Playing indoor tennis can be tricky. The lighting is usually terrible; the sounds of the other players talking and the rackets hitting the balls is magnified, and the fact that there is a ceiling (though very high) is pretty intimidating. But to me, the courts with net dividers are the worst.
The dividers kind of box you in so that every angled shot seems impossible to get for fear of getting tangled up in them, like what almost happened to me during a league match a few years ago. I moved out wide for a crosscourt angled shot and just as I was swinging through the ball for my return, my racket head “swished” into the net divider. I hit a great return shot, however, our opponents stopped playing, claiming that the point was automatically theirs, not because the ball touched a “permanent fixture”, but because my racket did.
Well, they were partially correct. The net divider IS considered a permanent fixture, and yeah, my racket touched it…but the ball didn’t.
In the ITF Rules of Tennis, it clearly states that:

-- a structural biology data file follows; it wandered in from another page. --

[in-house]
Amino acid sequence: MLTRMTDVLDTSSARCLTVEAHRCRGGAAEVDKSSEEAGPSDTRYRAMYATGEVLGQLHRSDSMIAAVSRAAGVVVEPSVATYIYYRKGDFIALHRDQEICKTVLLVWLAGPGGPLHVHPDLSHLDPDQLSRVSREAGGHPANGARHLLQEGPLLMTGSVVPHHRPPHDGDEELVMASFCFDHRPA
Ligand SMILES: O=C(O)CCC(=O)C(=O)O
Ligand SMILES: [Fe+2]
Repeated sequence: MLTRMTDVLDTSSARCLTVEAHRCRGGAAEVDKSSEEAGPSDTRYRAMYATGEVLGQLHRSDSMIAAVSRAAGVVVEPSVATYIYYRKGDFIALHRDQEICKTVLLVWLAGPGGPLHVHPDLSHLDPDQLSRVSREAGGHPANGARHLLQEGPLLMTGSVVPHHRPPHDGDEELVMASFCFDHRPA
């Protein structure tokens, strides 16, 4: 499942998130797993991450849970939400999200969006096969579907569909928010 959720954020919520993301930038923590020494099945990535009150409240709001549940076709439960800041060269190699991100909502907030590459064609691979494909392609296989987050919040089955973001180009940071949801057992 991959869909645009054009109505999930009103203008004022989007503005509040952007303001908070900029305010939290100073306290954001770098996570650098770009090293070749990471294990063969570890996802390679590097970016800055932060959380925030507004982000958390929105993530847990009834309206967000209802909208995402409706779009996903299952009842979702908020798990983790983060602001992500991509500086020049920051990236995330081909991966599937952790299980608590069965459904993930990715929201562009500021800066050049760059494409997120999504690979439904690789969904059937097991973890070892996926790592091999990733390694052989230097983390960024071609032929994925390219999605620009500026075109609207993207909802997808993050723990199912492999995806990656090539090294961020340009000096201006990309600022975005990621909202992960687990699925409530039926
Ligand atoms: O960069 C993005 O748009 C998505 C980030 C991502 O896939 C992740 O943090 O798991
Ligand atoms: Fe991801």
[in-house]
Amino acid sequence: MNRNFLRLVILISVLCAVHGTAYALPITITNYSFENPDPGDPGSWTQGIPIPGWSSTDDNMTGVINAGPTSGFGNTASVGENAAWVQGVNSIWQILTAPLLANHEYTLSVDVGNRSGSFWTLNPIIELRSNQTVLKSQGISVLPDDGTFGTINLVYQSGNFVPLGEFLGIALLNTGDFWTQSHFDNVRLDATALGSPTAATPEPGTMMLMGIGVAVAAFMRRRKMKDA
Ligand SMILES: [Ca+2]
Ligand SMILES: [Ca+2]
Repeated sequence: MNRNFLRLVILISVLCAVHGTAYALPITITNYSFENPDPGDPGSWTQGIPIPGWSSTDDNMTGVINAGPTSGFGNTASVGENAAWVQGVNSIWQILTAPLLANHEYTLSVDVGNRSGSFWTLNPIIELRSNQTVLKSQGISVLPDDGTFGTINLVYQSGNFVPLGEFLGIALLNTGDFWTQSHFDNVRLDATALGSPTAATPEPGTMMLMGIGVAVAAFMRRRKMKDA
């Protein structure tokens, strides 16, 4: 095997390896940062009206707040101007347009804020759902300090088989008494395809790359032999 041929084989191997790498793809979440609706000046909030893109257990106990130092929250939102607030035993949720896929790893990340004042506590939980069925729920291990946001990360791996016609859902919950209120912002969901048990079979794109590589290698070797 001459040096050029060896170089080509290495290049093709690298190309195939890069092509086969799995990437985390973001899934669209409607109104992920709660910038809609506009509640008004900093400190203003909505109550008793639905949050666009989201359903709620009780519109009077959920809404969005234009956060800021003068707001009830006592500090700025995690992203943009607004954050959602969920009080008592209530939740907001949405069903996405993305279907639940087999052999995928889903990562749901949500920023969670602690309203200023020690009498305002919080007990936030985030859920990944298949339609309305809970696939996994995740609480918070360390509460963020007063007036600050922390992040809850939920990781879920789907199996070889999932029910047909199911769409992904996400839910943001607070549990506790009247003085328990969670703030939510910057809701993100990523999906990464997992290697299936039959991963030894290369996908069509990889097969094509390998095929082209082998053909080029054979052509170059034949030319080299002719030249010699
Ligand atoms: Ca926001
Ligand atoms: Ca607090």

RULE 24(f). Player loses point: if the player or the racket, whether in the player’s hand or not, or anything which the player is wearing or carrying touches the net, net posts/singles sticks, cord or metal cable, strap or band, or the opponent’s court at any time while the ball is in play.
Nowhere does it say that you lose a point if your racket touches the net divider.
This scenario was new to both me and my partner, and our opponents sounded so much like they knew what they were talking about that we were ready to concede the point. Fortunately, I remembered I had a copy of the ITF rules in my tennis bag and checked it first, just to be sure. And wouldn’t you know…they actually owed us the point!
I can never stress enough the importance of knowing ALL of the ITF rules and those of “The Code”, and keeping copies of them in your tennis bag. It will prevent you from giving up free points to your opponents.